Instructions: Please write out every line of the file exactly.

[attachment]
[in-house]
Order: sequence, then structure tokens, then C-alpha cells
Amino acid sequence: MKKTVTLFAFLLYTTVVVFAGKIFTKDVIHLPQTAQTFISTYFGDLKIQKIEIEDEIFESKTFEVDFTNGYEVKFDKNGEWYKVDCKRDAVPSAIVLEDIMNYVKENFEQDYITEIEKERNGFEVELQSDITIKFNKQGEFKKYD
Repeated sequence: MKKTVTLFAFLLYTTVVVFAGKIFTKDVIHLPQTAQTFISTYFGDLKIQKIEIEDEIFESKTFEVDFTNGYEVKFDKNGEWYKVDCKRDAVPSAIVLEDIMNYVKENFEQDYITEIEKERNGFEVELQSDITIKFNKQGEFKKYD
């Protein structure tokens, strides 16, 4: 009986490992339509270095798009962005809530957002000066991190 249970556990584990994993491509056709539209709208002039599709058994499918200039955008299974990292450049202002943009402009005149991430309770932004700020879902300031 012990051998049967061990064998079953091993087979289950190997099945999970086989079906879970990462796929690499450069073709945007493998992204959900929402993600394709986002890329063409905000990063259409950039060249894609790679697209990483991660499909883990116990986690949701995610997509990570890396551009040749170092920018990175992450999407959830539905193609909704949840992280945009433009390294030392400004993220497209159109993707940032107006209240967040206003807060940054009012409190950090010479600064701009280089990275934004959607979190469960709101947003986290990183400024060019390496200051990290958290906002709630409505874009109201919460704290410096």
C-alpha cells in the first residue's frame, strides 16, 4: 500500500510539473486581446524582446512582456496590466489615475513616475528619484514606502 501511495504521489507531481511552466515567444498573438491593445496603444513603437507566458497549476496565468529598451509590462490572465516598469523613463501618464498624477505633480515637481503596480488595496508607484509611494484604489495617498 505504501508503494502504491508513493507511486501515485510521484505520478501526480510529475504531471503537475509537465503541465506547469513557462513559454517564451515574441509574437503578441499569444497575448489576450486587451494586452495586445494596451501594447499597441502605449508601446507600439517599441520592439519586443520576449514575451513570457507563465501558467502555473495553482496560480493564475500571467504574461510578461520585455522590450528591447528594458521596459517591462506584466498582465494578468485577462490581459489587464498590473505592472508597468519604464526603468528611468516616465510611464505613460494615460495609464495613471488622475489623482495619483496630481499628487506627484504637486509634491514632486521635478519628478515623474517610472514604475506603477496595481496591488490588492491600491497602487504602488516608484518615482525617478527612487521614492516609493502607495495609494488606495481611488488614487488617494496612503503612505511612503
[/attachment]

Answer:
[in-house]
Order: sequence, then structure tokens, then C-alpha cells
Amino acid sequence: MKKTVTLFAFLLYTTVVVFAGKIFTKDVIHLPQTAQTFISTYFGDLKIQKIEIEDEIFESKTFEVDFTNGYEVKFDKNGEWYKVDCKRDAVPSAIVLEDIMNYVKENFEQDYITEIEKERNGFEVELQSDITIKFNKQGEFKKYD
Repeated sequence: MKKTVTLFAFLLYTTVVVFAGKIFTKDVIHLPQTAQTFISTYFGDLKIQKIEIEDEIFESKTFEVDFTNGYEVKFDKNGEWYKVDCKRDAVPSAIVLEDIMNYVKENFEQDYITEIEKERNGFEVELQSDITIKFNKQGEFKKYD
């Protein structure tokens, strides 16, 4: 009986490992339509270095798009962005809530957002000066991190 249970556990584990994993491509056709539209709208002039599709058994499918200039955008299974990292450049202002943009402009005149991430309770932004700020879902300031 012990051998049967061990064998079953091993087979289950190997099945999970086989079906879970990462796929690499450069073709945007493998992204959900929402993600394709986002890329063409905000990063259409950039060249894609790679697209990483991660499909883990116990986690949701995610997509990570890396551009040749170092920018990175992450999407959830539905193609909704949840992280945009433009390294030392400004993220497209159109993707940032107006209240967040206003807060940054009012409190950090010479600064701009280089990275934004959607979190469960709101947003986290990183400024060019390496200051990290958290906002709630409505874009109201919460704290410096």
C-alpha cells in the first residue's frame, strides 16, 4: 500500500510539473486581446524582446512582456496590466489615475513616475528619484514606502 501511495504521489507531481511552466515567444498573438491593445496603444513603437507566458497549476496565468529598451509590462490572465516598469523613463501618464498624477505633480515637481503596480488595496508607484509611494484604489495617498 505504501508503494502504491508513493507511486501515485510521484505520478501526480510529475504531471503537475509537465503541465506547469513557462513559454517564451515574441509574437503578441499569444497575448489576450486587451494586452495586445494596451501594447499597441502605449508601446507600439517599441520592439519586443520576449514575451513570457507563465501558467502555473495553482496560480493564475500571467504574461510578461520585455522590450528591447528594458521596459517591462506584466498582465494578468485577462490581459489587464498590473505592472508597468519604464526603468528611468516616465510611464505613460494615460495609464495613471488622475489623482495619483496630481499628487506627484504637486509634491514632486521635478519628478515623474517610472514604475506603477496595481496591488490588492491600491497602487504602488516608484518615482525617478527612487521614492516609493502607495495609494488606495481611488488614487488617494496612503503612505511612503